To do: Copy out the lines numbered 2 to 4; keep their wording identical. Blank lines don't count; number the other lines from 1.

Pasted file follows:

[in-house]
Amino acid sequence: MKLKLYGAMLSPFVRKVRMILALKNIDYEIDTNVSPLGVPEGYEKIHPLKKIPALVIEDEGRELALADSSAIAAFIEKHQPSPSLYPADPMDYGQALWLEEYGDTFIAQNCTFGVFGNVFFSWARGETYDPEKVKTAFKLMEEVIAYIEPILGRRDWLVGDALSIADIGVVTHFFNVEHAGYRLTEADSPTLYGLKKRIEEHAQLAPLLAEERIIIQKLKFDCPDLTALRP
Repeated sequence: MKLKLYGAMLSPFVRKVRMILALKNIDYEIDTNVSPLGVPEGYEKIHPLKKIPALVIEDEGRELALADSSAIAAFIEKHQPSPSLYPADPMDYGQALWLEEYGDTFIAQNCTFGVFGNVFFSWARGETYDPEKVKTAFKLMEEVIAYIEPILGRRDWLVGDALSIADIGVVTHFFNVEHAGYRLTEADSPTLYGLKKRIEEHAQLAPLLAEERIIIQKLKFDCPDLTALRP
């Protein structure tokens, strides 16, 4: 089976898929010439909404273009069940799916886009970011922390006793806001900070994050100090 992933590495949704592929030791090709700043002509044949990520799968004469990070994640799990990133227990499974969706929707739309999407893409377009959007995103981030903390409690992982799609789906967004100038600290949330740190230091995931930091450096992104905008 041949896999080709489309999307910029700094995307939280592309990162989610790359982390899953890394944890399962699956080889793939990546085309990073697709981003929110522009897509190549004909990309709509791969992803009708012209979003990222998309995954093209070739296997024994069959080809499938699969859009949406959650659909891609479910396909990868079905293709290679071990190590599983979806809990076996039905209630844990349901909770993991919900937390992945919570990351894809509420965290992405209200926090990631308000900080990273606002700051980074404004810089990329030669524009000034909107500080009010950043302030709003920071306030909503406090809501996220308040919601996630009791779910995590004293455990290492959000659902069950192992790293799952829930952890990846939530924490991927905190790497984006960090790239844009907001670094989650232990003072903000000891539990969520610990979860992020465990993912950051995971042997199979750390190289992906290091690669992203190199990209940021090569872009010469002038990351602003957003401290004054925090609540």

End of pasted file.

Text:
Amino acid sequence: MKLKLYGAMLSPFVRKVRMILALKNIDYEIDTNVSPLGVPEGYEKIHPLKKIPALVIEDEGRELALADSSAIAAFIEKHQPSPSLYPADPMDYGQALWLEEYGDTFIAQNCTFGVFGNVFFSWARGETYDPEKVKTAFKLMEEVIAYIEPILGRRDWLVGDALSIADIGVVTHFFNVEHAGYRLTEADSPTLYGLKKRIEEHAQLAPLLAEERIIIQKLKFDCPDLTALRP
Repeated sequence: MKLKLYGAMLSPFVRKVRMILALKNIDYEIDTNVSPLGVPEGYEKIHPLKKIPALVIEDEGRELALADSSAIAAFIEKHQPSPSLYPADPMDYGQALWLEEYGDTFIAQNCTFGVFGNVFFSWARGETYDPEKVKTAFKLMEEVIAYIEPILGRRDWLVGDALSIADIGVVTHFFNVEHAGYRLTEADSPTLYGLKKRIEEHAQLAPLLAEERIIIQKLKFDCPDLTALRP
């Protein structure tokens, strides 16, 4: 089976898929010439909404273009069940799916886009970011922390006793806001900070994050100090 992933590495949704592929030791090709700043002509044949990520799968004469990070994640799990990133227990499974969706929707739309999407893409377009959007995103981030903390409690992982799609789906967004100038600290949330740190230091995931930091450096992104905008 041949896999080709489309999307910029700094995307939280592309990162989610790359982390899953890394944890399962699956080889793939990546085309990073697709981003929110522009897509190549004909990309709509791969992803009708012209979003990222998309995954093209070739296997024994069959080809499938699969859009949406959650659909891609479910396909990868079905293709290679071990190590599983979806809990076996039905209630844990349901909770993991919900937390992945919570990351894809509420965290992405209200926090990631308000900080990273606002700051980074404004810089990329030669524009000034909107500080009010950043302030709003920071306030909503406090809501996220308040919601996630009791779910995590004293455990290492959000659902069950192992790293799952829930952890990846939530924490991927905190790497984006960090790239844009907001670094989650232990003072903000000891539990969520610990979860992020465990993912950051995971042997199979750390190289992906290091690669992203190199990209940021090569872009010469002038990351602003957003401290004054925090609540």